Winedale nation

A man, his guitar, and a last-chance bar on Greenville Ave.

In 1992, when I began performing Monday nights at the Winedale Tavern on Lower Greenville Avenue, it was Skid Row's royal palace in Dallas. There, some patrons behave as if released from Parkland Hospital's observation ward directly to the Winedale; others, as though sprung from the dog pound. The audience is the show, and favorite evenings are those in which gorgeous, albeit demented, young girls sit interspersed with babbling, nose-bleeding derelicts. No matter where I'm booked, I try not to miss this engagement.

Playing for the homeless seemed a noble cause when I filled in one night for local songwriter-emcee Bob Ackerman. I agreed to cover one more Monday--but my run has extended three years.

Opened in 1985 by local restaurateur Lota Dunham, the Winedale was conceived as a red-tablecloth "class" establishment. Indeed, it initially drew members of the Dallas Opera, being close to Nero's, the opera company's favorite Italian restaurant. But as the Dallas Opera began its slow decline in the late '80s, the Winedale began to attract a more derelict element. One can imagine Lota's trepidation, her dreams of polite society sipping Pouilly Fuisse giving way to a posse of dust-bowl panhandlers and Reagan-era homeless, who celebrate the art of alcoholism. Gone were the tablecloths. The Winedale became the Last Stop for those banned from every other bar on Greenville Avenue. The only beer joint on Greenville opens at 10 a.m. No poor bastard became truly homeless until he was banned from the Winedale.

The quintessential Winedale man of this era was Lance. Though homeless, he had a debonair gait, like a movie pirate. In fact, he had one eye. When on the rebound, he carried himself with dignity, wore an eyepatch, bathed, slicked back his hair. Although he slept outdoors behind dumpsters, he managed to assemble a natty outfit. In this mode, Lance could actually score a slow dance with one of the Winedale's femmes fatales.

But just as often, he was on a downslide, lost his eyepatch, and exposed an empty black socket, a grim abyss within his head. There was a shriveled mess of skin around this black hole. Without the eyepatch, his cockeyed look was downright menacing to women he stared down. The socket had a hypnotic effect, and women found themselves staring back helplessly before turning away in revulsion.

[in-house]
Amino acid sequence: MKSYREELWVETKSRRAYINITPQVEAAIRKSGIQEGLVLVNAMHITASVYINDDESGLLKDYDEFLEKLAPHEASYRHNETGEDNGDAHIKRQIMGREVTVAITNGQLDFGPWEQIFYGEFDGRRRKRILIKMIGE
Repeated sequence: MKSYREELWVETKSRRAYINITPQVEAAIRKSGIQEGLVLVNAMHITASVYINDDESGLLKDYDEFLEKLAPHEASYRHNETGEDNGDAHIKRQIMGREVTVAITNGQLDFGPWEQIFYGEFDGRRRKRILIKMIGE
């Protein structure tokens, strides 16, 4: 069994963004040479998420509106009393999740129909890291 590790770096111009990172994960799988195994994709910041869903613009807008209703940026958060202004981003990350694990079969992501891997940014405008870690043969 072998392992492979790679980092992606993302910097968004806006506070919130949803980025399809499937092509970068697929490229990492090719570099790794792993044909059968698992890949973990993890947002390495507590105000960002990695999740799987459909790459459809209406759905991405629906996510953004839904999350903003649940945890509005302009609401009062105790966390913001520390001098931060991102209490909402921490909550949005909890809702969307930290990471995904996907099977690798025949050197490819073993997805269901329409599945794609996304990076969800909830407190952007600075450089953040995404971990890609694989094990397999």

A hard-looking 42, Lance estimated he'd been in jail 250 times. These included overnight drunk tanks, three-day weekends, 10-day psychiatric observations. His longest stretch was three years at Rahway, New Jersey. "Do your time in a county jail," he advised. "Stay away from the federal pen."

A Monday or two might pass without Lance. Then he'd proudly saunter in, freshly sprung from Lew Sterrett Justice Center. "You don't seem like a bad guy, Lance," I'd say. "What could possibly have put you there this time?"

"Tickets" was his stock answer.
It was known that Lance held a job in construction during his youth, and that he was good. Building contractors, impressed with his suave demeanor, offered construction work. Lance graciously accepted jobs, toasting a beer to salvation. But he never showed up. He was determined to live off the streets, banishing the work ethic forever.

"I'm sitting here because I ain't all there," he would often say, pointing to his brain.

Early on during my tenure at this deceptively humble shotgun bar, I noticed Winedale bartenders burn out fast. In my first six months, four were committed to convalescence or rehab clinics. I regretted losing barkeep Tom Hedges, a scrappy little red-bearded fellow.

"A round of waters for the house, on me!" I'd announce, through the PA, after the crowd had drummed along, hands beating along on the bar counter, to my acoustic take on "Wipeout."

"We're outta water," Tom would bellow. "But the first drink's on God." Free beers were served to Jezebels twice his size. He struck out with all of them.

At first, Tom ascribed to good bartending theory: if you miss a customer trying to order his first beer or two, you lose him for the night. Once he's had two, he'll likely stay for four or five. But this strategy was abandoned while Tom disappeared to the bar next door, downing more shots each week. (The Winedale has no hard liquor license.) Long before last call, he slumbered on the silver beer refrig, curled up in fetal position, hands angelically tucked under his head. Rouse him awake to order a Coke, and he'd glare at you like you were insane. He eventually left the asylum to the inmates, letting gutter alcoholics fetch their own beers on the honor system.

The day after Tom was mugged while wandering disoriented up Maple Avenue, his friends arranged an "intervention," committing him to the V.A. rehab hospital. He stuck with the program, and began to excel at garden chores.

Screamin' Sadie, my second Monday night bartender, feared no man. She described half of her job as being "a professional escort to the door" for the unruly. Sadie eighty-sixed an average of five guys per Monday night, swiftly and without incident. She was a strict elementary school marm presiding over older men with arrested developments.

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